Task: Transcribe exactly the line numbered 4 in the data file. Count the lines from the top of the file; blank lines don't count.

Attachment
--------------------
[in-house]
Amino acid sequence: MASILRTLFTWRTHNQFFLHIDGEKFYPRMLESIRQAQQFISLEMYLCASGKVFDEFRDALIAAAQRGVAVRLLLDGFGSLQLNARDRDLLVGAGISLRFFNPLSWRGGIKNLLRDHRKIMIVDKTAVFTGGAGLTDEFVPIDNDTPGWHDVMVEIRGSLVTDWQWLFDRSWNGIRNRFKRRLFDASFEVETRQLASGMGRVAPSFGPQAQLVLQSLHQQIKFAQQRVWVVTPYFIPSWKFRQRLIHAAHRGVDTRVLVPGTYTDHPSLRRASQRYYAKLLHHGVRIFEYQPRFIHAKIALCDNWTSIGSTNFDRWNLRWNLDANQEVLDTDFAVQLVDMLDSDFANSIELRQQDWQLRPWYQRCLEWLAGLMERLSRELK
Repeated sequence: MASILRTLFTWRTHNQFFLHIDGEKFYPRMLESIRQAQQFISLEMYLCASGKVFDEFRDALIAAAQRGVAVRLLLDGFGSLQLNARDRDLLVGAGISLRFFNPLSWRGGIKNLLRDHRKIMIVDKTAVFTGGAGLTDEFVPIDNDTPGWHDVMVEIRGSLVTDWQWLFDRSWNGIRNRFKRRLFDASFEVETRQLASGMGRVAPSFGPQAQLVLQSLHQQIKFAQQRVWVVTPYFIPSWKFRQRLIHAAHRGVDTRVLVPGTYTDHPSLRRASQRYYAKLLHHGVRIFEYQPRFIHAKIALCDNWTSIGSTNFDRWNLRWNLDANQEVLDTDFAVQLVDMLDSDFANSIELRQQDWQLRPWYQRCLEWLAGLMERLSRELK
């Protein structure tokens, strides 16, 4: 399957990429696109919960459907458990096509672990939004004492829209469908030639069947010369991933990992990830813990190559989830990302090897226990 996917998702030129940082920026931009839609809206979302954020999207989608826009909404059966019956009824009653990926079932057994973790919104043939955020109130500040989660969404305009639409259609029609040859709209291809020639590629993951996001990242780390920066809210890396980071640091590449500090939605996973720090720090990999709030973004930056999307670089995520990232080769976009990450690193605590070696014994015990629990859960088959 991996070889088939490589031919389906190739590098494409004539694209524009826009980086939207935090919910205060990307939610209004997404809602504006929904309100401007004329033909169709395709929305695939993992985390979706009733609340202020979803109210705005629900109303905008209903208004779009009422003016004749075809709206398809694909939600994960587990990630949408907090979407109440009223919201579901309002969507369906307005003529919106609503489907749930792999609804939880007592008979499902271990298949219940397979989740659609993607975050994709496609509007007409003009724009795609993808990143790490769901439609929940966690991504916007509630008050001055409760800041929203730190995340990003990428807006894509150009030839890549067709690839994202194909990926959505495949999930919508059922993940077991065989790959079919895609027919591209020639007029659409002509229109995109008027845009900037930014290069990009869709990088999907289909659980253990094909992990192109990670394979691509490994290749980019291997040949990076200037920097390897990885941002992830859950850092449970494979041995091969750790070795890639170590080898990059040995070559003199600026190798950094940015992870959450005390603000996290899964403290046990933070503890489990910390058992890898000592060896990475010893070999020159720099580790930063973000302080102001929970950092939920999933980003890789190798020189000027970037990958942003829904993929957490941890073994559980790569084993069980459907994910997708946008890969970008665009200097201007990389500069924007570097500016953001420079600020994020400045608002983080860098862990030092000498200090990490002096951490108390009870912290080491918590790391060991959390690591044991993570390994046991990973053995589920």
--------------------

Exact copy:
């Protein structure tokens, strides 16, 4: 399957990429696109919960459907458990096509672990939004004492829209469908030639069947010369991933990992990830813990190559989830990302090897226990 996917998702030129940082920026931009839609809206979302954020999207989608826009909404059966019956009824009653990926079932057994973790919104043939955020109130500040989660969404305009639409259609029609040859709209291809020639590629993951996001990242780390920066809210890396980071640091590449500090939605996973720090720090990999709030973004930056999307670089995520990232080769976009990450690193605590070696014994015990629990859960088959 991996070889088939490589031919389906190739590098494409004539694209524009826009980086939207935090919910205060990307939610209004997404809602504006929904309100401007004329033909169709395709929305695939993992985390979706009733609340202020979803109210705005629900109303905008209903208004779009009422003016004749075809709206398809694909939600994960587990990630949408907090979407109440009223919201579901309002969507369906307005003529919106609503489907749930792999609804939880007592008979499902271990298949219940397979989740659609993607975050994709496609509007007409003009724009795609993808990143790490769901439609929940966690991504916007509630008050001055409760800041929203730190995340990003990428807006894509150009030839890549067709690839994202194909990926959505495949999930919508059922993940077991065989790959079919895609027919591209020639007029659409002509229109995109008027845009900037930014290069990009869709990088999907289909659980253990094909992990192109990670394979691509490994290749980019291997040949990076200037920097390897990885941002992830859950850092449970494979041995091969750790070795890639170590080898990059040995070559003199600026190798950094940015992870959450005390603000996290899964403290046990933070503890489990910390058992890898000592060896990475010893070999020159720099580790930063973000302080102001929970950092939920999933980003890789190798020189000027970037990958942003829904993929957490941890073994559980790569084993069980459907994910997708946008890969970008665009200097201007990389500069924007570097500016953001420079600020994020400045608002983080860098862990030092000498200090990490002096951490108390009870912290080491918590790391060991959390690591044991993570390994046991990973053995589920």